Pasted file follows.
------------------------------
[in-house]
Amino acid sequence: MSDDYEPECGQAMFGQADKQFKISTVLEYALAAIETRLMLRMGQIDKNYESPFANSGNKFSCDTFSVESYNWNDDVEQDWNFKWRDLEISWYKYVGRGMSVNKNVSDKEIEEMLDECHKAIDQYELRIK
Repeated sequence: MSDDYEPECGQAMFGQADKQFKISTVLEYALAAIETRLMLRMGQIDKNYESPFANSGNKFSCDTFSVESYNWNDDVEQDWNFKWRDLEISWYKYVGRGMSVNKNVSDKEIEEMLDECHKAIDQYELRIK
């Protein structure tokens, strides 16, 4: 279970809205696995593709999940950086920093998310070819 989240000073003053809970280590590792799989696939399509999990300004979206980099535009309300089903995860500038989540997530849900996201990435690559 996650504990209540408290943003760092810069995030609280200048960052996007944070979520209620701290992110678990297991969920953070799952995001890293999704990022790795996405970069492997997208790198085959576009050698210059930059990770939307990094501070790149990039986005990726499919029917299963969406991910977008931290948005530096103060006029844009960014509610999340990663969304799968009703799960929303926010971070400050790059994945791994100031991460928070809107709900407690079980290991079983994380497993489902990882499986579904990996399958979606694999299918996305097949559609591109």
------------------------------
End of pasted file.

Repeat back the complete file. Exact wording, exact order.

[in-house]
Amino acid sequence: MSDDYEPECGQAMFGQADKQFKISTVLEYALAAIETRLMLRMGQIDKNYESPFANSGNKFSCDTFSVESYNWNDDVEQDWNFKWRDLEISWYKYVGRGMSVNKNVSDKEIEEMLDECHKAIDQYELRIK
Repeated sequence: MSDDYEPECGQAMFGQADKQFKISTVLEYALAAIETRLMLRMGQIDKNYESPFANSGNKFSCDTFSVESYNWNDDVEQDWNFKWRDLEISWYKYVGRGMSVNKNVSDKEIEEMLDECHKAIDQYELRIK
């Protein structure tokens, strides 16, 4: 279970809205696995593709999940950086920093998310070819 989240000073003053809970280590590792799989696939399509999990300004979206980099535009309300089903995860500038989540997530849900996201990435690559 996650504990209540408290943003760092810069995030609280200048960052996007944070979520209620701290992110678990297991969920953070799952995001890293999704990022790795996405970069492997997208790198085959576009050698210059930059990770939307990094501070790149990039986005990726499919029917299963969406991910977008931290948005530096103060006029844009960014509610999340990663969304799968009703799960929303926010971070400050790059994945791994100031991460928070809107709900407690079980290991079983994380497993489902990882499986579904990996399958979606694999299918996305097949559609591109």